Sina did not respond to questions about exactly how many user accounts it has suspended since the new government edict came down. According to media reports, Sina now has a large team, led by 10 editors, combing through the millions of daily Weibo posts trying to confirm if news circulating online is true.

The efforts to rein in the microblogs come as the authorities have made other recent moves against traditional media.

Two local papers, the Beijing News - known for its aggressive reporting and investigations - and the Beijing Times were in September both placed under the control of the Beijing municipal propaganda department. Newspapers in China must have a "supervising authority," and the two papers had previously been indirectly under the control of the central government.

The Beijing News specifically had been known for what is called here "cross-regional" reporting, meaning a newspaper in one province had broader leeway to report about corruption or other problems in another province - just not the province in which it was based. Because the Beijing News was under central authority, provinces subject to its investigations could not complain.

Reporters and editors for the two papers declined to be interviewed, saying the situation was "too sensitive."

But some journalists and media advocates who did speak openly said the situation was murky and unpredictable because competing power centers are all vying for position before next year's leadership changes.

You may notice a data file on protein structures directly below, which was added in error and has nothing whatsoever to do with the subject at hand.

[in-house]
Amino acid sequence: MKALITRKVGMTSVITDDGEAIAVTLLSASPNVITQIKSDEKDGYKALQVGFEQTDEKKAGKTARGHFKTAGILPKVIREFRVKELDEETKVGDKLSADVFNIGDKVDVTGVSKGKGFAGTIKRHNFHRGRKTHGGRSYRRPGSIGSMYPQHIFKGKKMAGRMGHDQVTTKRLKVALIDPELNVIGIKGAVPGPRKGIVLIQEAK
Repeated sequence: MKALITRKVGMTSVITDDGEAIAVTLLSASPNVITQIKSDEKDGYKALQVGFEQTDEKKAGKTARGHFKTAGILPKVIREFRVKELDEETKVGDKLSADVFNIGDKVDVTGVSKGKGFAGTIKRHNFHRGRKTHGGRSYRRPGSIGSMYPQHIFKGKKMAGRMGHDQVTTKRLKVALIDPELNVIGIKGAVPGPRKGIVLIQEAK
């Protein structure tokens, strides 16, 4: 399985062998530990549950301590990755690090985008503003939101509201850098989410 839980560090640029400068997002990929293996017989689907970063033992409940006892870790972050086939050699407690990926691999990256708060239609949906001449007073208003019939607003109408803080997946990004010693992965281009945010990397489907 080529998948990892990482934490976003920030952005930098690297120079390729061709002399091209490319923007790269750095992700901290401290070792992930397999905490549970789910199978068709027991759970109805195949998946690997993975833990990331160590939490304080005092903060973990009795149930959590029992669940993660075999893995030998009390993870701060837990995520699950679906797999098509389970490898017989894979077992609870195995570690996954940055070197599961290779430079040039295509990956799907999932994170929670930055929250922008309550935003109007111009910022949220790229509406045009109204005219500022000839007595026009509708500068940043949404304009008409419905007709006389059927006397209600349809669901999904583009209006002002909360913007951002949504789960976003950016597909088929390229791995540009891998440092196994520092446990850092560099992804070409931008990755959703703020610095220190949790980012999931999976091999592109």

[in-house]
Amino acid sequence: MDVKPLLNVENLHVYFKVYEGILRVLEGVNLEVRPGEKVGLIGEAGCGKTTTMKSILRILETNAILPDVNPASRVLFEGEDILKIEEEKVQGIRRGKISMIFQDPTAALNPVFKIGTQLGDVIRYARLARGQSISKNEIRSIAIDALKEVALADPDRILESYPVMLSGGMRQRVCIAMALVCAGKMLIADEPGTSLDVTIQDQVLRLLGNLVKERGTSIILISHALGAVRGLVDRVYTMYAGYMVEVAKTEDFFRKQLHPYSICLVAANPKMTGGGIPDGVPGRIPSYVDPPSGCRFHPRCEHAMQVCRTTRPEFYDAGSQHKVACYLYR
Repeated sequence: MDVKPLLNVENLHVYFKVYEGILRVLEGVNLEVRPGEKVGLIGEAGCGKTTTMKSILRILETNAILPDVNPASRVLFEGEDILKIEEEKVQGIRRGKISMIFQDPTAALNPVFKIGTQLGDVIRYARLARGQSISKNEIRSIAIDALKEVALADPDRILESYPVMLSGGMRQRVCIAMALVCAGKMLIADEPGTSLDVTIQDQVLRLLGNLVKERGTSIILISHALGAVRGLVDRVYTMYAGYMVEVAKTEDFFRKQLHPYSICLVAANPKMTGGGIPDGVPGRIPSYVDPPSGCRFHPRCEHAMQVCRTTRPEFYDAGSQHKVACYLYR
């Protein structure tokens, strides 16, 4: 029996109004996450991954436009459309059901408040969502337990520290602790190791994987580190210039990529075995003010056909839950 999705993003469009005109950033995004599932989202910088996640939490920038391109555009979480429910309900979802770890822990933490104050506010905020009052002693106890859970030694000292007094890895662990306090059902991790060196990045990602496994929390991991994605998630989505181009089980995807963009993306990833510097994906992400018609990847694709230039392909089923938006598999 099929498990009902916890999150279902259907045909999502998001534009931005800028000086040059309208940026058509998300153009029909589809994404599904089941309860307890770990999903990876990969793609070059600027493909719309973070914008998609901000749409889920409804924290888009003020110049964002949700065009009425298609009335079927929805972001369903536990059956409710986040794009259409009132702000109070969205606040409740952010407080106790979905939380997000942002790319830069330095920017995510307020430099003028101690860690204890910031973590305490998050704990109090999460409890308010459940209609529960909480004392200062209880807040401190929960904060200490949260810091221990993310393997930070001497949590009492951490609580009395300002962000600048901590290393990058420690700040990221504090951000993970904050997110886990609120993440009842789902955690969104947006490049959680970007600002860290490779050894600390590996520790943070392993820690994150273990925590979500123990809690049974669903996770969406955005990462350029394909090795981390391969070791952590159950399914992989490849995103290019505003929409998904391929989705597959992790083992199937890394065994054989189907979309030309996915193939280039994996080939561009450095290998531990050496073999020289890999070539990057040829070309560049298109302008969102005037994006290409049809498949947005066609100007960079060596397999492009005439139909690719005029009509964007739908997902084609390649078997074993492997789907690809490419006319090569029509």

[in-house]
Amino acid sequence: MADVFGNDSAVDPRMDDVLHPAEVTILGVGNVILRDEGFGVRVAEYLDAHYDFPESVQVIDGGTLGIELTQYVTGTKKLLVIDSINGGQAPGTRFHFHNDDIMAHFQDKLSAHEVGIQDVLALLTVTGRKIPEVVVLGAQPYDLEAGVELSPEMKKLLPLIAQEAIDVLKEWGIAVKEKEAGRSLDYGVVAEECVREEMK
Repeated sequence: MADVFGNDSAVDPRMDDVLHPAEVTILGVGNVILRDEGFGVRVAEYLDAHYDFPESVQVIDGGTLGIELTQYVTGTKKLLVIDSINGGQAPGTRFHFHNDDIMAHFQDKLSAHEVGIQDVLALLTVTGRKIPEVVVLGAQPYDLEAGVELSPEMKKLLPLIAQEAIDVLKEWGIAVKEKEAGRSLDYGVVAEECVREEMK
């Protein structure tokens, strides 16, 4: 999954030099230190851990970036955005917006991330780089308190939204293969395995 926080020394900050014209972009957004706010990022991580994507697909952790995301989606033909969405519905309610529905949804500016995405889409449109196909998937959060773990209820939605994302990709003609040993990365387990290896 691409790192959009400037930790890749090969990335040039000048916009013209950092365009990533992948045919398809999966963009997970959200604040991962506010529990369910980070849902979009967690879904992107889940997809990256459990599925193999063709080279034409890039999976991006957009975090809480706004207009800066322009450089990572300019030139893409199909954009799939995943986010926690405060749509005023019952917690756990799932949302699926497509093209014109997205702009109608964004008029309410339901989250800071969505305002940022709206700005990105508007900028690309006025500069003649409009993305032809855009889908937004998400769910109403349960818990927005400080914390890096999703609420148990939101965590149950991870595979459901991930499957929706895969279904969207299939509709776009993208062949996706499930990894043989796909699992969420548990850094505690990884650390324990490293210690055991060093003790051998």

"Each official is worrying that the media will be the tool of their enemies to attack them at this moment, which will be harmful to their political life," said one Chinese investigative reporter, who asked to speak anonymously for fear of facing reprisals for discussing sensitive issues with the foreign media. "For example, if a newspaper of Hubei province reported a scandal out of Henan province, then the Henan officials will be really embarrassed."

Investigative reporters and columnists writing analysis pieces on newspaper opinion pages have also been targets of the media tightening; many of them have lost their jobs.

Deng Fei, an investigative reporter for Phoenix Weekly, said, "The circle of Chinese investigative reporters is shrinking now. Many of them want to change jobs."

He added, "This is really discouraging. I have been working in this field for 10 years. I also switched to working for a charity organization this year. I can't see a future on this road."